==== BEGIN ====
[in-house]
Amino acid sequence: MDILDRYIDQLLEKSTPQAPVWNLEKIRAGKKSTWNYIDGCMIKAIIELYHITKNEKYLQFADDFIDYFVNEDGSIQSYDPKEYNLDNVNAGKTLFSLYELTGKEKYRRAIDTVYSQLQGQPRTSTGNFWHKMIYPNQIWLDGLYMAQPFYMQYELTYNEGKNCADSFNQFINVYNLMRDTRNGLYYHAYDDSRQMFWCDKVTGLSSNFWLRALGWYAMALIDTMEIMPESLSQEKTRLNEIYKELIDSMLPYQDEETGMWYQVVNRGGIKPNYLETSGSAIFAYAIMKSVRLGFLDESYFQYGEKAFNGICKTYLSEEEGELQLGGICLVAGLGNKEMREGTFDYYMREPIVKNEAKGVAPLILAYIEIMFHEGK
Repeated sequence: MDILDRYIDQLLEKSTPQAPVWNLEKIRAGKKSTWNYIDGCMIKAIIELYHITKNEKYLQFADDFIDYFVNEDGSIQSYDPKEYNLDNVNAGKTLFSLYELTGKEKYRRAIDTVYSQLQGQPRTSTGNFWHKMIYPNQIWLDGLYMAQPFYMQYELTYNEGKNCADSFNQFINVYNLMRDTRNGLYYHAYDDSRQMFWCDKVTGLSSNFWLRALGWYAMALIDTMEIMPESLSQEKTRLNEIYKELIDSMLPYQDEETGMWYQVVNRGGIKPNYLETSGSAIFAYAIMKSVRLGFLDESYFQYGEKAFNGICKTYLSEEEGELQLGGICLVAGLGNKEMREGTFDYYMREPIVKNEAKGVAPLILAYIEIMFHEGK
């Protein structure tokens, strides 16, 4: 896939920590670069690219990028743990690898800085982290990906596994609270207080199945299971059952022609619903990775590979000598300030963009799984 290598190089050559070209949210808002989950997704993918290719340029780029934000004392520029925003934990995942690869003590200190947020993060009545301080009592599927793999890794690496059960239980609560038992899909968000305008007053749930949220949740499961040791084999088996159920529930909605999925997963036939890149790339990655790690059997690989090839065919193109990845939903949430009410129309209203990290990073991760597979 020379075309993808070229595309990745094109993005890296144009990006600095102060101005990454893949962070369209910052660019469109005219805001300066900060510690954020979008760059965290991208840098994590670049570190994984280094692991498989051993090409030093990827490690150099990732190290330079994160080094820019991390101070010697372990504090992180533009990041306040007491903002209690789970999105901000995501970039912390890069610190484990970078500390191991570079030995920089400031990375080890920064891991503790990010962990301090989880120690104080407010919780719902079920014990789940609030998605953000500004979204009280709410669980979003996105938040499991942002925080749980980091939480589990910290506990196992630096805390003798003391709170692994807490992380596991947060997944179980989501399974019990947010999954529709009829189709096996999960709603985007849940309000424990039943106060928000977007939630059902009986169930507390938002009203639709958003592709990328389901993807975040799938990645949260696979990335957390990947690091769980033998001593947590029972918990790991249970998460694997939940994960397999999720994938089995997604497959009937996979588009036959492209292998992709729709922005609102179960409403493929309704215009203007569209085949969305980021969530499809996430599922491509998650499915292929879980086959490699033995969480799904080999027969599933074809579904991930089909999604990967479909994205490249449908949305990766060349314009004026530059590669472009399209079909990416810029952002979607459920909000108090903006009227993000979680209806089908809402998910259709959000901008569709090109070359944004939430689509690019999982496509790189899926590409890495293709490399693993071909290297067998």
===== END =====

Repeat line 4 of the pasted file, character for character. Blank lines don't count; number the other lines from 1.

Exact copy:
């Protein structure tokens, strides 16, 4: 896939920590670069690219990028743990690898800085982290990906596994609270207080199945299971059952022609619903990775590979000598300030963009799984 290598190089050559070209949210808002989950997704993918290719340029780029934000004392520029925003934990995942690869003590200190947020993060009545301080009592599927793999890794690496059960239980609560038992899909968000305008007053749930949220949740499961040791084999088996159920529930909605999925997963036939890149790339990655790690059997690989090839065919193109990845939903949430009410129309209203990290990073991760597979 020379075309993808070229595309990745094109993005890296144009990006600095102060101005990454893949962070369209910052660019469109005219805001300066900060510690954020979008760059965290991208840098994590670049570190994984280094692991498989051993090409030093990827490690150099990732190290330079994160080094820019991390101070010697372990504090992180533009990041306040007491903002209690789970999105901000995501970039912390890069610190484990970078500390191991570079030995920089400031990375080890920064891991503790990010962990301090989880120690104080407010919780719902079920014990789940609030998605953000500004979204009280709410669980979003996105938040499991942002925080749980980091939480589990910290506990196992630096805390003798003391709170692994807490992380596991947060997944179980989501399974019990947010999954529709009829189709096996999960709603985007849940309000424990039943106060928000977007939630059902009986169930507390938002009203639709958003592709990328389901993807975040799938990645949260696979990335957390990947690091769980033998001593947590029972918990790991249970998460694997939940994960397999999720994938089995997604497959009937996979588009036959492209292998992709729709922005609102179960409403493929309704215009203007569209085949969305980021969530499809996430599922491509998650499915292929879980086959490699033995969480799904080999027969599933074809579904991930089909999604990967479909994205490249449908949305990766060349314009004026530059590669472009399209079909990416810029952002979607459920909000108090903006009227993000979680209806089908809402998910259709959000901008569709090109070359944004939430689509690019999982496509790189899926590409890495293709490399693993071909290297067998």